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Pediatric pain prevalence and parents’ attitudes at a cancer hospital in Jordan

Publication year
2006
Author(s)
Forgeron, P. A.; Finley, G. A.; Arnaout, M.
Pages
440-8
Volume
31
Number
5

There has been little research on implementation of pediatric pain programs. These studies are part of a project to develop such a program for the King Hussein Cancer Centre in Jordan. Study 1 captured information on pain prevalence in 35 children using chart reviews and parent/child interviews to establish baseline pain burden. Forty-seven percent of children had pain at the time of interview; 11% had "a lot" of pain and only 22% received analgesics. Twenty-two parents were interviewed in Study 2 to identify attitudes toward pain management. Thematic analysis revealed six themes: 1) pain can and should be managed; 2) God’s will; 3) parent’s worst pain was emotional pain due to child’s diagnosis; 4) belief that their presence could ameliorate their child’s pain; 5) desire for shared decision making; and 6) the child’s responsibility to express pain. These study results were used to inform the action research approach in the overall project.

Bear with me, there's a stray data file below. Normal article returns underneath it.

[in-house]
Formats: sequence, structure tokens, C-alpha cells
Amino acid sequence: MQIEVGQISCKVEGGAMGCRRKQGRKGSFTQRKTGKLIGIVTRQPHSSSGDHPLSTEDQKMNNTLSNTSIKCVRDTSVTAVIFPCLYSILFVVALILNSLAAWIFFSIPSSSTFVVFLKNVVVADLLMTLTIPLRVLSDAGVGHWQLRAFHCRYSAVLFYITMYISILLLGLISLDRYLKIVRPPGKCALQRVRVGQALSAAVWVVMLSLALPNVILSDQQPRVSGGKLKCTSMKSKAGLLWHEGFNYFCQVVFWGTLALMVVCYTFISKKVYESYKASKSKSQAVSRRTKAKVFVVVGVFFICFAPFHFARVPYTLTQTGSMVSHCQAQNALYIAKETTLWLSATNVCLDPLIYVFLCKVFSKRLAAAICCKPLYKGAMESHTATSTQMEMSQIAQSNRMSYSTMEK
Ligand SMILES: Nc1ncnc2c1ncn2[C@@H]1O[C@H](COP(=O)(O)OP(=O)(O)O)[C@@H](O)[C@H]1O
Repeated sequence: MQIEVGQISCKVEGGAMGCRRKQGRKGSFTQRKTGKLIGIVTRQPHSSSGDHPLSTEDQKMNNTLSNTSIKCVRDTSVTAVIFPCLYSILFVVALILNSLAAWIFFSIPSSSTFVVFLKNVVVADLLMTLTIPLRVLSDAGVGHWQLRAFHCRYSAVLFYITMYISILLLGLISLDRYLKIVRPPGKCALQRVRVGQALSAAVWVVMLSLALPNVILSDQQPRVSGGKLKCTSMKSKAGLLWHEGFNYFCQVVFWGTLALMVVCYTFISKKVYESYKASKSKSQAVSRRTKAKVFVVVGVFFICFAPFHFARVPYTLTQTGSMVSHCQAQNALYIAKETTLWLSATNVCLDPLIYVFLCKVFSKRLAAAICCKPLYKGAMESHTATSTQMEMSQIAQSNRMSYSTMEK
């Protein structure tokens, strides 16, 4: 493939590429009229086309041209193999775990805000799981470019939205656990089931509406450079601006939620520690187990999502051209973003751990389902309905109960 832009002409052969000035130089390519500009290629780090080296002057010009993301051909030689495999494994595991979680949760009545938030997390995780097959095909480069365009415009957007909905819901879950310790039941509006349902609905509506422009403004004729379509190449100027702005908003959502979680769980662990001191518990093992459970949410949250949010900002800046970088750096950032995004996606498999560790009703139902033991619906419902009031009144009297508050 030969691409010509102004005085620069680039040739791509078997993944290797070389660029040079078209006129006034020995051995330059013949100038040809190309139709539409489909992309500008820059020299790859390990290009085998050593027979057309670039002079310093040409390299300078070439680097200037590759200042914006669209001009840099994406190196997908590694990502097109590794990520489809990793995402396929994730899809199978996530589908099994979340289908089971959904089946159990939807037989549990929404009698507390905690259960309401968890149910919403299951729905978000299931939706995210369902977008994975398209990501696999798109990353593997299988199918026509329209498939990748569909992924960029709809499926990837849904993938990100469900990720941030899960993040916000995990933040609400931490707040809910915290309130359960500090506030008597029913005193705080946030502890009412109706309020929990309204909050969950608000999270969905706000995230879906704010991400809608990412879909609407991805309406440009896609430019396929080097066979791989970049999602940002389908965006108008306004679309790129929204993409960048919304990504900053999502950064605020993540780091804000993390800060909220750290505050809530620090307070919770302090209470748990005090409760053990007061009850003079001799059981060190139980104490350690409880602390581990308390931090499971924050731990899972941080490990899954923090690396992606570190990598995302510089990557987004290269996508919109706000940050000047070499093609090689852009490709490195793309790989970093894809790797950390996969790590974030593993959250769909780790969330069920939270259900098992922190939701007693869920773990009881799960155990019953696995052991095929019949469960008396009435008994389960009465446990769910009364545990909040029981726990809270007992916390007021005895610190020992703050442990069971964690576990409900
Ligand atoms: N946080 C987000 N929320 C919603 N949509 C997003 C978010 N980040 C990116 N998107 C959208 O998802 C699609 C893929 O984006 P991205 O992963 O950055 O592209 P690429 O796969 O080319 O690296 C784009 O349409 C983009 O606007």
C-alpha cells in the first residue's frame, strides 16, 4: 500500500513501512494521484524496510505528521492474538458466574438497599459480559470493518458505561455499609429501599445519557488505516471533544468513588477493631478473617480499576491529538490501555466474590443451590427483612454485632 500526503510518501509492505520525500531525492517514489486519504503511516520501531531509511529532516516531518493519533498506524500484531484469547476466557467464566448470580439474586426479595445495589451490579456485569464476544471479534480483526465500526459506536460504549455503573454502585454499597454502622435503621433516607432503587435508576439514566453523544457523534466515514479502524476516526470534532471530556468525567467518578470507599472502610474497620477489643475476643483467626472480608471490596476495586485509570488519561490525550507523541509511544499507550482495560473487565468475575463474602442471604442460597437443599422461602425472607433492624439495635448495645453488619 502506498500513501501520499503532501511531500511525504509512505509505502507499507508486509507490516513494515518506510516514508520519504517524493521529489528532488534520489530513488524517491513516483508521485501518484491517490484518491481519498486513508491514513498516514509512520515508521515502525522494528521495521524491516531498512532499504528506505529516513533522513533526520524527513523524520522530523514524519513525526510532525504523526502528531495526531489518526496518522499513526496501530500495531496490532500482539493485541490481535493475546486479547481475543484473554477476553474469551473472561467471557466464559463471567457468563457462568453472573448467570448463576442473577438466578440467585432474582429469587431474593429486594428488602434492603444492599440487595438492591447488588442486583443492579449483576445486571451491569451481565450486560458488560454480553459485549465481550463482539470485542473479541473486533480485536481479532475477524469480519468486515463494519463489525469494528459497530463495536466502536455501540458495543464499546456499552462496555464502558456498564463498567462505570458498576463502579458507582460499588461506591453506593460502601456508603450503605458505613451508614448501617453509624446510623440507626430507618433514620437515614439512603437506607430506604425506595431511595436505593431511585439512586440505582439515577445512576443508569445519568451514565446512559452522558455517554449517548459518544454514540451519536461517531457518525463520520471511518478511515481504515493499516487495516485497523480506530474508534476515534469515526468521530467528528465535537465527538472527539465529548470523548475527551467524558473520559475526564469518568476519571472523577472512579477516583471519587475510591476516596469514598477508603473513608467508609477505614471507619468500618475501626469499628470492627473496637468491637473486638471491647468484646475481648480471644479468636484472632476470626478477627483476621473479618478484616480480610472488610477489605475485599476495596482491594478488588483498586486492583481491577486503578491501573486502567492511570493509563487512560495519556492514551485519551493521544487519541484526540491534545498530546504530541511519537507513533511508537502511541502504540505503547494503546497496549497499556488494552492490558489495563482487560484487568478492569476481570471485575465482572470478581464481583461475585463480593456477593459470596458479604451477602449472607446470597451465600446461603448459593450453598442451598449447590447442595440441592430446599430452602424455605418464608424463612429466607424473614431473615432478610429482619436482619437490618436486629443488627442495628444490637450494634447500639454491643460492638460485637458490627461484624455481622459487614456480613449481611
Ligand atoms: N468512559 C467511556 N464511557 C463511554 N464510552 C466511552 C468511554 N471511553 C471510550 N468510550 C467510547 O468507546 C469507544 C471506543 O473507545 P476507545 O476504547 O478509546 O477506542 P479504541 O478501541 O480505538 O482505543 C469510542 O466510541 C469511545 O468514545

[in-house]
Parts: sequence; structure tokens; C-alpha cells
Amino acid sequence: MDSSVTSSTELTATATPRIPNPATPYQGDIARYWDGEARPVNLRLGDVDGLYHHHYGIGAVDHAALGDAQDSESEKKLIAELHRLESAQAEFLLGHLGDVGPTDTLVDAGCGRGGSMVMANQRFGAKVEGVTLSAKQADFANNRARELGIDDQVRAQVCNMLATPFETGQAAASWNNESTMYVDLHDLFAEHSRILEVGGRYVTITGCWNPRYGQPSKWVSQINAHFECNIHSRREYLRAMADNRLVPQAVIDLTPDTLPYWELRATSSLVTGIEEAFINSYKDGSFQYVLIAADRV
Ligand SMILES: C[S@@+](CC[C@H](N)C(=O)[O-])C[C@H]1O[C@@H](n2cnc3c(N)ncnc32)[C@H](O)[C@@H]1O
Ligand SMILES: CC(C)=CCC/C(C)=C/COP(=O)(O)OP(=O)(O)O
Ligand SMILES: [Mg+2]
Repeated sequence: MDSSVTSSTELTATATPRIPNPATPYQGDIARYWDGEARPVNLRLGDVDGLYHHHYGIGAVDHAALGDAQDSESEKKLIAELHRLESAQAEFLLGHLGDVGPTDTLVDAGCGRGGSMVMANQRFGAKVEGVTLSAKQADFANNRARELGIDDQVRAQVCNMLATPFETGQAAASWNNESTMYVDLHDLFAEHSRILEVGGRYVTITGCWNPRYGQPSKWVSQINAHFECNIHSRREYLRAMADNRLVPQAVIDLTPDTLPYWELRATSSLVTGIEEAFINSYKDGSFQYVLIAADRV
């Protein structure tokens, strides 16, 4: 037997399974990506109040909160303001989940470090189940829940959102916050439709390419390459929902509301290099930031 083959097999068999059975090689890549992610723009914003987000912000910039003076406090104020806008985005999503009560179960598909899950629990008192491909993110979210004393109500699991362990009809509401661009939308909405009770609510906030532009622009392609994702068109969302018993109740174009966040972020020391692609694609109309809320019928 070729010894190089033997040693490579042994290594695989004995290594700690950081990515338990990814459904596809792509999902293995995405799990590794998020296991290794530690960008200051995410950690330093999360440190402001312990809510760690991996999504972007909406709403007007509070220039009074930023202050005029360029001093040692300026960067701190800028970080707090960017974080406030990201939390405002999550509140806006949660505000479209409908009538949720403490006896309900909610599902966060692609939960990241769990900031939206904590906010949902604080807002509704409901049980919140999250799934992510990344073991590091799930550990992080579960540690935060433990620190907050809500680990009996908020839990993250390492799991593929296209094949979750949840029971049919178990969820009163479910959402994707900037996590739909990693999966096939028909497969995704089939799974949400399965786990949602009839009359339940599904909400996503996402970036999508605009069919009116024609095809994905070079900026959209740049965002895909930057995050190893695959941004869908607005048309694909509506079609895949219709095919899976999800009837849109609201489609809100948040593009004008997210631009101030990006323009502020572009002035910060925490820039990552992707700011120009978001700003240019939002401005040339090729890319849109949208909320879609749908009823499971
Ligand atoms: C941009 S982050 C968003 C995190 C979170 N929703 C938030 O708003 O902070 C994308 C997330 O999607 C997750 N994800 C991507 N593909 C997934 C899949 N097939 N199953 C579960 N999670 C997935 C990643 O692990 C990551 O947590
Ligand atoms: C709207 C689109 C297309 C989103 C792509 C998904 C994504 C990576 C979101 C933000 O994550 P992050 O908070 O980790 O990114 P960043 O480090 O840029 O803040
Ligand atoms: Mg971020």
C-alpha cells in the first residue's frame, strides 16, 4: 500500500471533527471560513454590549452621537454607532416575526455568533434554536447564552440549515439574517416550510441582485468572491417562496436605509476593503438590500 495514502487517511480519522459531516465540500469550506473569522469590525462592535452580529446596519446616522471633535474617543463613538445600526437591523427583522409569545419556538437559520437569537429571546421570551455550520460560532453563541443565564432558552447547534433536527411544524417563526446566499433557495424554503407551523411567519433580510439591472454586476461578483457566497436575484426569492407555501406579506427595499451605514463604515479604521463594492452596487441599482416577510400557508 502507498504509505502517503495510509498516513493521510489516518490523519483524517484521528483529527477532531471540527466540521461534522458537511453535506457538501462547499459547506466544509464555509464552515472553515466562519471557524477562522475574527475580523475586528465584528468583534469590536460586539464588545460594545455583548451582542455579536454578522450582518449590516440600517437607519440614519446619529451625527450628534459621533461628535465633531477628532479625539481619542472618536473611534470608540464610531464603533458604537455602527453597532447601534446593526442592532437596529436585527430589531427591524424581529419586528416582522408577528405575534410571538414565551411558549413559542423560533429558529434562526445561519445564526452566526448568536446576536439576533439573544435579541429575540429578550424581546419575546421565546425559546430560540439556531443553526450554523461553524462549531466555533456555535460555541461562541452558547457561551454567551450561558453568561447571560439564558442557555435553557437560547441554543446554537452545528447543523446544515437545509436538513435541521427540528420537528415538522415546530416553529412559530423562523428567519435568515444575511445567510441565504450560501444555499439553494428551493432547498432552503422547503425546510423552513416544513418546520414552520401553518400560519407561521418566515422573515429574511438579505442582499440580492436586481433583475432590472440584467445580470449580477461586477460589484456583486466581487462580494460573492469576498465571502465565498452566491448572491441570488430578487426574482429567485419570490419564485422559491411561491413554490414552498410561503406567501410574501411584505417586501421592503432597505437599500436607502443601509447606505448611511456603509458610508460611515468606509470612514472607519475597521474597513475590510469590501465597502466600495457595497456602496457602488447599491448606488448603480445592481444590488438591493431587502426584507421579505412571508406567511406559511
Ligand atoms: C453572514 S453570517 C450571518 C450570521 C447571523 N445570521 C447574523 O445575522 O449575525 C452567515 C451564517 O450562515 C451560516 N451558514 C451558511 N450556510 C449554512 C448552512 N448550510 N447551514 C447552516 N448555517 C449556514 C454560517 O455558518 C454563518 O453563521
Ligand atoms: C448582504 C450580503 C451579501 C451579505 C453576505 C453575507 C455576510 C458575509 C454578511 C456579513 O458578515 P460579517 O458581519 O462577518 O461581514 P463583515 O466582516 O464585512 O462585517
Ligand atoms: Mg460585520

Research abstracts